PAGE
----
If you are going
In 1987 I was going into my fifth year at Arizona State University, and I was totally lost.
I was a jock, and I was working towards the 1988 Olympic trials, with my sights set on making the ’92 team. In other words, academia wasn’t first and foremost. In my Big Picture, it ranked fourth, I think, behind Jockdom, drinking beer, and girls.
Yea, my academics clocked in right at fourth place, and we both know that doesn’t even help ya win the trifecta at the races.
Pretty dumb, huh?
It’s the same old story, really. Get something for free, and that’s about what it’s worth when they hand it to you…even if it’s a college education. At least that’s how I treated it.
Like I said…pretty dumb.
No, really god damned stupid.
Anyways, I was starting to get worried. More than worried. I was shitting my pants, but I didn’t let anyone know it. I was into my fourth year of college — and my fourth year of an athletic scholarship — and I had declared something like three different majors…and I wasn’t even close to graduating.
I was stuck in the School of Liberal Arts, too, cause since Day One at A.S.U., I really didn’t give a fuck about my studies. My GPA was so bad I couldn’t even gain admission into the other schools on campus, so forget about trying to major in business, or education, or anything outside the Liberal Arts curriculum.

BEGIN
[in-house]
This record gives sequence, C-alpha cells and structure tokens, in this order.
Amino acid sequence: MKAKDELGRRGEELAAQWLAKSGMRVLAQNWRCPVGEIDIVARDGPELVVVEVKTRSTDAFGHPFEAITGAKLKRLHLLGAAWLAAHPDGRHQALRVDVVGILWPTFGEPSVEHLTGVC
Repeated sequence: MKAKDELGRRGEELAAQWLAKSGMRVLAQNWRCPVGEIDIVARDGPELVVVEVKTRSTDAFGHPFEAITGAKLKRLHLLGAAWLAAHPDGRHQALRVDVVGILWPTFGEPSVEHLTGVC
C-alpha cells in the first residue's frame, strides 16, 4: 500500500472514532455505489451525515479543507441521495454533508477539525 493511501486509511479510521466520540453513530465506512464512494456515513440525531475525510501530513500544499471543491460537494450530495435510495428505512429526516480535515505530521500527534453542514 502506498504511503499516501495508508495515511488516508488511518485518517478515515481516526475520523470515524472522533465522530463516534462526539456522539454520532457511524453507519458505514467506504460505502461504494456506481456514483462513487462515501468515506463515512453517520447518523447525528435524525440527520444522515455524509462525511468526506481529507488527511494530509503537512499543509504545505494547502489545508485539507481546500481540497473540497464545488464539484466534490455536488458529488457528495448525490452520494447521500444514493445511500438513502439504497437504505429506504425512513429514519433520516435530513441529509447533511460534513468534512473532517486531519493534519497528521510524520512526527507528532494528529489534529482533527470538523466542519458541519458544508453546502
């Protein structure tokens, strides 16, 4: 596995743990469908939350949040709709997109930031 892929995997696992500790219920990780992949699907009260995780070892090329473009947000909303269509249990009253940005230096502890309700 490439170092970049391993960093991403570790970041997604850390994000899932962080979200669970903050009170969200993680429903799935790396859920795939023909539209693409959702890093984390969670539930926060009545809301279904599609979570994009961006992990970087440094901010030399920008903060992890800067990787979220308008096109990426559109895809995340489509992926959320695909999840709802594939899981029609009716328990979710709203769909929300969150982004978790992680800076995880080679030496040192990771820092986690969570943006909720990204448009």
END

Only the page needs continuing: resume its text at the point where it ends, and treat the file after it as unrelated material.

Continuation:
I walked into the Jock Counselor’s Office for my meeting with her concerning my grad date.
“It doesn’t look like you’re going to make it,” she said.
I knew there were 5th year scholarships available to athletes, and it was that 5th year money I was counting on to make my escape with a degree in hand. I thought the 5th year was a gimme. It was, too — if you were on the football team.
I wasn’t on the football team.
I forget what they called that extra year, but Ms. Jock Counselor told me, in no uncertain terms, it wasn’t a guarantee, and, in fact, it was highly doubtful I’d get that 5th year money. “About the only thing you can get a degree in now is History, and even that’s highly unlikely. Since you’re so far away, I don’t think you’ll get your 5th year.”
I told her I liked to read — which I did — and I had no interest in getting a BA in History. “I want a BA in English,” I told her. “And I will get that money.” It was a dickish thing to say, but I was pissed, and I was pissed cause I knew they kissed Football Ass, and none of the conversation would have gone down if I was blocking for the quarterback — instead of hurling a 16 pound ball through the air.
A.S.U. ended up giving me that 5th year, and I needed to earn 42 credit hours if I was going to walk the following August. And I wanted to get my degree in English because I liked to read.
I had no idea what I was in for.